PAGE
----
Understanding Peripheral Arterial Bypass Surgery Vascular Institute ServicesServices

Understanding Peripheral Arterial Bypass Surgery

What is peripheral arterial disease?

Peripheral arterial disease or PAD refers to diseases of any of the blood vessels outside of the heart. PAD is a range of disorders that can affect the blood vessels in the legs, feet, arms, or hands.

The most common form of PAD is atherosclerosis (hardening of the arteries). Atherosclerosis is a gradual process in which cholesterol and lipids build up to form a substance called plaque that clogs the inside of the artery. This build-up causes a gradual narrowing of the artery, which will decrease the amount of blood flow. When the flow of blood decreases, it results in a decrease of oxygen supply to the extremity, which in turn may cause pain. When the arteries to the legs are affected, a common symptom is pain in the calf when walking. This is known as intermittent claudication.

Claudication is a term describing the discomfort in the leg muscles that occurs when walking. The discomfort most often is described as a cramp, but it may also be described as a burning sensation, an ache, or a feeling of heaviness in the leg. A common place to feel discomfort is in the calf muscle, though it may also occur in the thigh or buttock. Typically, a person with claudication will only be able to walk a short distance before the discomfort becomes so severe they must stop and rest. When they have rested until the pain is gone they may resume walking for a distance before having to stop and rest again. The distance a person is able to walk varies with the severity of the blockages. Most people with claudication do not experience leg discomfort when they are at rest.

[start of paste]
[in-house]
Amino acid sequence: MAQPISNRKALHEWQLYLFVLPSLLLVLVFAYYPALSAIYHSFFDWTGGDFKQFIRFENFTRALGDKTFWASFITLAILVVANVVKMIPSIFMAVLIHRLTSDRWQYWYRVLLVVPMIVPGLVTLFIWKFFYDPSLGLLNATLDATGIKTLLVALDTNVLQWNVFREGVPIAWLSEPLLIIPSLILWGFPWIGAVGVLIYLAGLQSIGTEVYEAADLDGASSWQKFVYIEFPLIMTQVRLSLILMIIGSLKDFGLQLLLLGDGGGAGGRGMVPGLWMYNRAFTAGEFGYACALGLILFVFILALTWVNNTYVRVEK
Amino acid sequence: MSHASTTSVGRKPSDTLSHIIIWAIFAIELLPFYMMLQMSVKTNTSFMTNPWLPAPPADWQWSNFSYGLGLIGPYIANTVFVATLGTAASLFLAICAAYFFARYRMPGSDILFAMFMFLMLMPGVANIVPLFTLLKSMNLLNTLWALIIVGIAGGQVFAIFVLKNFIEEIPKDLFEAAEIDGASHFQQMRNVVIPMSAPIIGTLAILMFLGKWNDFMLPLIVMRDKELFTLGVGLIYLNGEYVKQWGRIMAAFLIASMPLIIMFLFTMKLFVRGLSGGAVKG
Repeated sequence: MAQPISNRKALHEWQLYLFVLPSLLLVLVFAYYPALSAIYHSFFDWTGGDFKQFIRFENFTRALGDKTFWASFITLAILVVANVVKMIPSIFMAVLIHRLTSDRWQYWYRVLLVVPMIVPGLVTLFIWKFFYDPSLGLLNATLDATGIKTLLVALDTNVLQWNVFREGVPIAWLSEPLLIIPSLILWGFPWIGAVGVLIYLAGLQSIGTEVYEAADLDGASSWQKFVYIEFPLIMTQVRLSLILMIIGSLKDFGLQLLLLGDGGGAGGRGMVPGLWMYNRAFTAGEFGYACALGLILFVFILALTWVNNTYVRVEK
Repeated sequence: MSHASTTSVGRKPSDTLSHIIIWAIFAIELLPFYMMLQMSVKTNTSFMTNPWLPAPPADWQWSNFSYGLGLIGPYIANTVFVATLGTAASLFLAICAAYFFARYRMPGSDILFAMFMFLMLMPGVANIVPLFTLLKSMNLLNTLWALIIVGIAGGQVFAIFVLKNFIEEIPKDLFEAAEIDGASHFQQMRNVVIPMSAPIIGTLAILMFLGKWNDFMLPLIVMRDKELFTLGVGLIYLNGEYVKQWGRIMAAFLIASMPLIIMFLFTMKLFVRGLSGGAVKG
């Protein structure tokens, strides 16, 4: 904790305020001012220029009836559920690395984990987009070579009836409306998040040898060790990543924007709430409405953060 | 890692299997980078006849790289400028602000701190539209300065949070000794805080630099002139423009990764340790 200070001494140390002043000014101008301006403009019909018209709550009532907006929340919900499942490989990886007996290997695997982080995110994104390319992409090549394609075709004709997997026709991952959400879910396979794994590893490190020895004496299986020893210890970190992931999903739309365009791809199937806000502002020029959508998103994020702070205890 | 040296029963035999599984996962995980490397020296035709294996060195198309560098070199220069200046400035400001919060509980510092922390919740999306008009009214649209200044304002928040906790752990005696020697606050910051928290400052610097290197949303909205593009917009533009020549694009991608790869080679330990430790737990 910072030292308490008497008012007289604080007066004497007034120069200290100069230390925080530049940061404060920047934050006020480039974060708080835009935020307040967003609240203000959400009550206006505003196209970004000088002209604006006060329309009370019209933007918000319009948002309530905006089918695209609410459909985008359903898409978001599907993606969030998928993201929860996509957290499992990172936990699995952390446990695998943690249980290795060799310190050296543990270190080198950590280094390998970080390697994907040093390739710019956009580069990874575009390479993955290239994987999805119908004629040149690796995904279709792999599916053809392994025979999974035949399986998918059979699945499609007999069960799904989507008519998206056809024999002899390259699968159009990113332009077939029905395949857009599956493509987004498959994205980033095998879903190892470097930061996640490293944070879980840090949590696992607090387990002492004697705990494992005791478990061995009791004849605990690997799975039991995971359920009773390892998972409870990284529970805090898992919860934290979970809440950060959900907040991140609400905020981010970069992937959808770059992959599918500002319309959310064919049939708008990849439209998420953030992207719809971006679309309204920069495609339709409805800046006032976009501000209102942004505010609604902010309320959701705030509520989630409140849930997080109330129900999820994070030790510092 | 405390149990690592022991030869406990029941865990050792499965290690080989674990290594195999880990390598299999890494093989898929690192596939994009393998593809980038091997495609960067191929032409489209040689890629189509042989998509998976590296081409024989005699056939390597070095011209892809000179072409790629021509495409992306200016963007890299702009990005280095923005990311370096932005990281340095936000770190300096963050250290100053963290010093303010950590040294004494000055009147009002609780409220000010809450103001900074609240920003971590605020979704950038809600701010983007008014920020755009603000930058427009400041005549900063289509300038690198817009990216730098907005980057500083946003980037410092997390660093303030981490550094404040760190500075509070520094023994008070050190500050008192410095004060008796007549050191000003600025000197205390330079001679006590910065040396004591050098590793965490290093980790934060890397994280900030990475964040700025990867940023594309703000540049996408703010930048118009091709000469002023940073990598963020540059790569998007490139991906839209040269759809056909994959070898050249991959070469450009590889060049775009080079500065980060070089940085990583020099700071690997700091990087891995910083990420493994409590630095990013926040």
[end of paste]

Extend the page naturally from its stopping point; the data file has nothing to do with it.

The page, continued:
How do we determine if you have arterial blockages?

There are some relatively simple tests that can be done to determine if the arterial blood flow in your legs is normal.

Segmental pressure test

In this non-invasive test the blood pressure at several points in your leg is checked using a blood pressure cuff and a Doppler, a microphone-like instrument. You may be asked to walk on a treadmill, following which your ankle pressure will be taken again to determine if the pressure decreased when you walked.

Ultrasound scan

This non-invasive scan produces images of arteries on a screen and is used to evaluate the blood flow, locate blockages, and measure the size of the artery.

Arteriogram

In this test dye is injected into the arteries while X-rays are taken. The dye lights up the arteries allowing the area of blockage to be accurately pinpointed.

How are arterial blockages treated?

The best treatment for PAD depends on a number of factors, including overall health, the location, size and cause of the blockage. In some cases, lifestyle changes can be enough to slow the progress and manage PAD. However, some patients will need surgical intervention to restore the blood flow to their legs. For that reason, your physician may recommend peripheral bypass surgery.

What is bypass surgery?

Rest, eat well, quit smoking, and walk or do the exercise recommended by your doctor. During your pre-operative visit, you will be instructed on special breathing exercises to help in your recovery. You will also be asked if you routinely take a blood thinner, such as an aspirin product or Coumadin. Several routine tests are done before surgery:

  • Chest X-ray
  • EKG
  • Blood tests